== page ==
Senior Center: the tree stays

140-year-old heritage tree will not be cut down for new parking lot project

By Ben Olson

Reader Staff

The fate of the 140-year-old ponderosa pine in the Sandpoint Senior Center parking lot has been sealed: it will stay.

After some number crunching and numerous redesigns of the parking lot plan, board member Stephen Drinkard at Sandpoint Area Seniors, Inc. (SASi) has announced the tree will continue to occupy its current position.

"Granny at the Tree" by Gail Lyster.

“Granny at the Tree” by Gail Lyster.

“Through the immense help of [arborist] Bill Freidmann,” said Drinkard, “we determined the tree has about twenty-five to thirty years of life left in it, and with careful pruning, we can ease the tree through the construction process.”

Drinkard and Freidmann recently dug up a portion of the tree’s roots and found that they were not as close to the surface of asphalt as originally thought.

The redesigned plans account for a 3,000 sq. ft. section of area around the ponderosa to be covered with permeable pavers that would allow the roots to breathe and not press up in search for oxygen. The remaining 12,000 sq. ft. will be covered with asphalt.

Following the announcement of the SASi parking lot project last month, a number of community members voiced their concerns that the tree should stay, including artist and Sandpoint Tree Committee member Gail Lyster.

“We still need to raise seven to ten thousand dollars,” said Ellen Weissman, executive director for SASi. “Since it was mainly from Gail’s urging us to save the tree, she and [fellow artists] came up with this idea of painting the tree and donating the paintings back to the center.”

The paintings will be auctioned off at a ribbon cutting in the fall, with the money going directly to the project.

Saving the tree has truly been a community effort, with people chipping in from all over town.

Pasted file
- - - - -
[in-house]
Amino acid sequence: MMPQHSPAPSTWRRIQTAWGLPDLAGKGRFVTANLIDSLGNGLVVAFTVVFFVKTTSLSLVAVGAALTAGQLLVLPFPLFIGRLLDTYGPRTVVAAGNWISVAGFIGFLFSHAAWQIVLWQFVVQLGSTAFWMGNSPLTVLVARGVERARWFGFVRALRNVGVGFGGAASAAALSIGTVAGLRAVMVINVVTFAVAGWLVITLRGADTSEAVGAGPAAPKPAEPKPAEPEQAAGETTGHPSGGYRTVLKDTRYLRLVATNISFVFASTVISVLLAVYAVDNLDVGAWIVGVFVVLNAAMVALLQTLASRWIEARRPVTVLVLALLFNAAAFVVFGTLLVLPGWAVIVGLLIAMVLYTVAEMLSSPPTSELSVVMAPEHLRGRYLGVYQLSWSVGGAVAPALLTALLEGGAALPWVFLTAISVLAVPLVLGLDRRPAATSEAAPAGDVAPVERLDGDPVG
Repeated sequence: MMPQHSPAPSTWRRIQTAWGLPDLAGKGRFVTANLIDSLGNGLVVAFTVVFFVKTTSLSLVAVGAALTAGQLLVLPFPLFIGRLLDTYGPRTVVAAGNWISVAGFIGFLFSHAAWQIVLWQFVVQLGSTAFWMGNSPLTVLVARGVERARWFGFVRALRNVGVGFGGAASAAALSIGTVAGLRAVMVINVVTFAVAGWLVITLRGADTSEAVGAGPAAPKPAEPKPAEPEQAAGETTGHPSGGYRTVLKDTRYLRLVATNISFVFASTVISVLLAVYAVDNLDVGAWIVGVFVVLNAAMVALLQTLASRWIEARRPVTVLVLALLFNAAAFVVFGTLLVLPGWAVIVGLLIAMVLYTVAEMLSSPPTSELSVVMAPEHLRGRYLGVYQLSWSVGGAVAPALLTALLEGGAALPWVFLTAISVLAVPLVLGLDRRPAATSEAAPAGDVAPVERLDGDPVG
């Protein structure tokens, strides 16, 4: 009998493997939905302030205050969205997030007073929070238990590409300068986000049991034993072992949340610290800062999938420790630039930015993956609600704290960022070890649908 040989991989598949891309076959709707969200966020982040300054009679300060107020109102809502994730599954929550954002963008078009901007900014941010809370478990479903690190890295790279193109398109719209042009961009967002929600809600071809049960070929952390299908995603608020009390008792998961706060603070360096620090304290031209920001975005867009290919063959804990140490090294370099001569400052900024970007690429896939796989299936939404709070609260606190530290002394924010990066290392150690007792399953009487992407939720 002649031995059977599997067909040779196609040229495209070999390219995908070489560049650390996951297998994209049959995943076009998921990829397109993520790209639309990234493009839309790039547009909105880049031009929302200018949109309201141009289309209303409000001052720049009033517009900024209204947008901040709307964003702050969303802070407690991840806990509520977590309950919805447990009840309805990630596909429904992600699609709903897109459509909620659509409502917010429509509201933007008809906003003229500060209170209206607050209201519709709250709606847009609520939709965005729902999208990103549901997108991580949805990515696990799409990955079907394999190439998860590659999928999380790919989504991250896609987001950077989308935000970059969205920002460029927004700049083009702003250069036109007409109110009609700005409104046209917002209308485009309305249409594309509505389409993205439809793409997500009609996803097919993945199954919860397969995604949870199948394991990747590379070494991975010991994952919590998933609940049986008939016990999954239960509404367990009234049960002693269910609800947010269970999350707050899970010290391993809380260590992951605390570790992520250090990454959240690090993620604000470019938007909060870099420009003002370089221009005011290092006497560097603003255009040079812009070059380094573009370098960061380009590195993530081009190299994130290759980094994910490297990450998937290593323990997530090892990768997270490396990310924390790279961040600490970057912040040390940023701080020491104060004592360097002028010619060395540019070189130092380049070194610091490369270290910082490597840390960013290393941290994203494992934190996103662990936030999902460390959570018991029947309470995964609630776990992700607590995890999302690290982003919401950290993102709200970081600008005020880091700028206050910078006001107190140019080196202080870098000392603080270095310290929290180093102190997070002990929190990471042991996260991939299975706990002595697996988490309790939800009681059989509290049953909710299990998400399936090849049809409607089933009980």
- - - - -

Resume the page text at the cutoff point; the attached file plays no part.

“Surveyor Lance Miller read the article in the Reader and got inspired,” said Drinkard. “He came over and did a complete survey of the whole property there for free.”

In addition to Miller’s contribution, over $1,000 has so far been raised by various community members, including a generous contribution by Eileen and Larry Atkinson for $500.

“Now we just need a civil engineer to step up and donate his or her time,” said Drinkard.

“I’m personally glad the tree is staying,” said Weissman. “I understand the pros and cons, and I’ve tried to be real neutral with it, but it’s been a challenging experience. In this case, this elder tree is a heritage tree. It’s old, and the people that we serve are older people, so it sort of fits to keep it.””

“This whole project has made me so much more aware of the trees we have in this community,” said Weissman

According to Drinkard, the experience has also taught him a few things.smaller DSCN1198

“What’s good about this is … I’ve talked with the tree committee about revisiting the idea of establishing heritage tree policies with the city,” he said. “And also, what we’re going to do here is talk to the museum and historians like Nancy Renk, to see what they can tell us about this area on Main Street where the tree sits, and possibly do a plaque, a historical marker, so people can come by and see how the tree is a sentinel of history.”

Though the plans are calling for the tree to remain in place, SASi still needs to raise money to pay for the additional costs to keep it. If you are interested in donating toward the fund, please call 208-263-6860.

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  1. Chris Bessler says:


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